The heart is incapable of storing significant oxygen or substrates and thus is entirely dependent on a continuous delivery of flow in order to support its high metabolic state. Following cardiac arrest, myocardial tissue oxygen tension falls rapidly and aerobic production of ATP ceases. Without re-oxygenation of the ischemic myocardium, return of spontaneous circulation (ROSC) cannot be achieved. The oxygen paradox which has been described regarding other ischemia-reperfusion conditions seems to have application in cardiac arrest. It is clear that some level of oxygenation is necessary to achieve ROSC, however post ROSC there appears to be increased toxicity associated with hyperoxia. The optimal conditions for re-oxygenation in the setting of cardiac arrest remain ill defined at present.
Keywords: cardiac arrest, oxygen, myocard, oxygen delivery, Adenosine-5′-triphosphate (ATP), mitochondria, measurement of tissue oxygen, oxygen paradox
At the onset of cardiac arrest all perfusion ceases and consequently oxygen delivery is terminated. For many organs and tissues, oxygen stores and metabolic requirements allow survival to be measured in hours. For the heart and the brain however, survival without ongoing oxygen delivery is measured only in minutes, due to the high metabolic rate and the absence of significant stores of oxygen and substrate.
CPR Oxygen requirement for resuscitation
To achieve restoration of spontaneous circulation (ROSC) following cardiac arrest, re-oxygenation of the myocardium is necessary. Following relatively short periods of ventricular fibrillation (VF), defibrillation alone may be sufficient to restore cardiac contractility anallow reperfusion of the myocardium. However, the incidence of ventricular fibrillation as the initial rhythm during out-of-hospital cardiac arrest is decreasing, while asystole and pulseless electrical aciticity (PEA), rhythms for which cardioversion is ineffective and which require initial re-oxygenation dependent on chest compression generated blood flow are increasing in number. (1,2) If flow generated by chest compressions is low, the likelihood of successful resuscitation diminishes rapidly with time. The exact myocardial oxygen requirement for initial restoration of spontaneous circulation is not known and is likely dynamic dependent upon a number of factors associated with cardiac arrest including; duration of ischemia, temperature, pre-arrest coronary artery occlusion, and preceding anoxia. Recent animal work highlights the importance of oxygen delivery to the myocardium independent of flow. In a rat KCl (pottassium chloride) cardiac arrest model, after 8 minutes of arrest, cardiopulmonary resuscitation (CPR) was initiated with ventilation of either 100% O2, 21% O2 or 0% O2 (100% N2) for the first 3 minutes and then all animals received 100% O2. Only 10% of the N2 ventilated animals achieved ROSC, compared with 80% in the other two groups. Despite similar CPR generated flow as determined by similar perfusion pressure, the absence of ventilation with oxygen for 3 minutes during CPR precluded successful ROSC. (3) In contrast CPR coupled with room air or higher oxygen levels resulted in a high rate of ROSC. In the absence of intrinsic cardiac output, perfusion is dependent on extra-cardiac support which for most out-of-hospital cardiac arrest consists of CPR. CPR generated myocardial oxygen delivery is primarily constrained by two factors: 1) flow of < 20% of normal and 2) a lower oxygen content level due to the de-oxygenated state of the hemoglobin. The resultant low flow state leads to continued loss of the bioenergetic state, anaerobic metabolism and accumulation of metabolic by-products which eventually shut off what little metabolism exists. With the onset of cardiac arrest, there is a dramatic and rapid loss of high energy phosphates within the heart. Using Phosphorus-31 NMR nuclear magnetic resonance (31P NMR), in a large animal (swine) VF arrest model, we note the immediate loss of creatine phosphate and the more gradual loss of cellular Adenosine-5′-triphosphate (ATP). With full reperfusion, creatine phosphate is rapidly regenerated, often with a baseline overshoot, however repletion of ATP is a much slower process requiring hours to days. Using closed chest cardiopulmonary bypass to determine the minimum flow necessary to preserve myocardial cellular ATP stores, we noted that 60% of normal flow to the heart provided immediately at the onset of VF cardiac arrest was insufficient to maintain myocardial ATP levels in the normal range. This loss of ATP was not homogeneous within the heart and was noted primarily in the epicardium with sparing of the endocardium. In a separate set of experiments, perfusion of the in vivo fibrillating heart with 70% normal flow was capable of maintaining a normal creatine phosphate:adenotriphosphate ratio (CP/ATP) ratios within both the endocardium and epicardium. (4) These data emphasize the high relative flow (and thus oxygen delivery) required by the heart for preservation of myocardial high energy phosphates and highlights the limitations for sustaining the bioenergetic state of the myocardium over time, even with good quality CPR.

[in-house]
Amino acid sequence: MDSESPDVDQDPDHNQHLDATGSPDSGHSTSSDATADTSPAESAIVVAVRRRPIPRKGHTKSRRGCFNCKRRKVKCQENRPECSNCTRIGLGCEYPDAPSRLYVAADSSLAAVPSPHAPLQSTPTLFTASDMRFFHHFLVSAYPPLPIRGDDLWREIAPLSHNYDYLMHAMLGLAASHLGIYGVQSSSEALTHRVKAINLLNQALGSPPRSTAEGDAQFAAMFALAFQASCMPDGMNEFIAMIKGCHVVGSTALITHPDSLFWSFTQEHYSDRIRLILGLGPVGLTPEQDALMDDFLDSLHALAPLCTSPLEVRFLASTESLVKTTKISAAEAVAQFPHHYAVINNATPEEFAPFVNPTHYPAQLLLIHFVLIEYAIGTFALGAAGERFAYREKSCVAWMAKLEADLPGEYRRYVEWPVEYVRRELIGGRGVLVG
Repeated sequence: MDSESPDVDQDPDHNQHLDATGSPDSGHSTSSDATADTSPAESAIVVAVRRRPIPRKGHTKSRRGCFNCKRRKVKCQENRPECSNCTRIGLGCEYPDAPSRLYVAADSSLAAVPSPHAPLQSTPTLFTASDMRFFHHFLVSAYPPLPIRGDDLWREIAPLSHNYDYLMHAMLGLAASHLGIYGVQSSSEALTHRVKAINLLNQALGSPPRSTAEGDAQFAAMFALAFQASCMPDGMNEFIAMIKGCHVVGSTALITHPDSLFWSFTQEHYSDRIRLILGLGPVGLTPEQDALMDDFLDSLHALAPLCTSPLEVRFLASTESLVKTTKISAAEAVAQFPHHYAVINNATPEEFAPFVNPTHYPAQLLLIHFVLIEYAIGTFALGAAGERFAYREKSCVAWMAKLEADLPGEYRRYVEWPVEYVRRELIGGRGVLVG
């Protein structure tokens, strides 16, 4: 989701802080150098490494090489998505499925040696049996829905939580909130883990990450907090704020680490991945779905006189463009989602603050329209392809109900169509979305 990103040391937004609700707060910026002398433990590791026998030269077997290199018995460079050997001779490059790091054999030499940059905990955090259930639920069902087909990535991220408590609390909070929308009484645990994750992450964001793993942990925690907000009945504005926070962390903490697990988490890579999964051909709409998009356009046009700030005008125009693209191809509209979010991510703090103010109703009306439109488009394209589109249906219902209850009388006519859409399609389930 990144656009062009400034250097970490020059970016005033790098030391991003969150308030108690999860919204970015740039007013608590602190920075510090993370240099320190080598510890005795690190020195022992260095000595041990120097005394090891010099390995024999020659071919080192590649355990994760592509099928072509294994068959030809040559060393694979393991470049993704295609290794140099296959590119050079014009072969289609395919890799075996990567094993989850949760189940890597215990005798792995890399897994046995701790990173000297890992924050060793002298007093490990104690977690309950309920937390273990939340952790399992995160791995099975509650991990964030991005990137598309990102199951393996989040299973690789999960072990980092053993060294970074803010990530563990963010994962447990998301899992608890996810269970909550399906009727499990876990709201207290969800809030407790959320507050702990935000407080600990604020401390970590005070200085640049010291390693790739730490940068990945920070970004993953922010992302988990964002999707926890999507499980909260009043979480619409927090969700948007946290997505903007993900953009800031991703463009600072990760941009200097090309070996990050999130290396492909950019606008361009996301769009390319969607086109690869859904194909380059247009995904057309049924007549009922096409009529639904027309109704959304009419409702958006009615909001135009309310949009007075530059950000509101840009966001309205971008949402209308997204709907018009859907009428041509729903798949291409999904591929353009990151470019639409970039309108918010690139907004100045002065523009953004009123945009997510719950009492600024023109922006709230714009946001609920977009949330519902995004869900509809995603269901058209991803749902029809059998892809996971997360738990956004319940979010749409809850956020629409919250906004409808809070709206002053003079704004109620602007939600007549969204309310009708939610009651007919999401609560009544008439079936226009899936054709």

Within the myocardium, the primary site of oxygen utilization and energy production is the mitochondria. Cardiomyoctyes differ from myocytes of skeletal muscle in their relatively large density of mitochondria. Mitochondria are thought to be progressively damaged with ongoing ischemia and may be further injured with reperfusion. (5) However, very little is known about heart mitochondrial function during CPR. We have recently demonstrated a benefit of CPR at the mitochondrial level. Following cardiac arrest of 15 minutes in the rat, heart mitochondria were harvested and respiratory function determined and compared to mitochondria harvested after 25 min of cardiac arrest or 15 min of cardiac arrest plus 10 minutes of CPR. CPR was noted to preserve mitochondrial respiratory function and prevent the further decline in mitochondrial function seen after 25 minutes of cardiac arrest (figure 1). (6) Of note, despite the limitations of CPR, this work does demonstrate for the first time a limited CPR benefit at the subcellular level.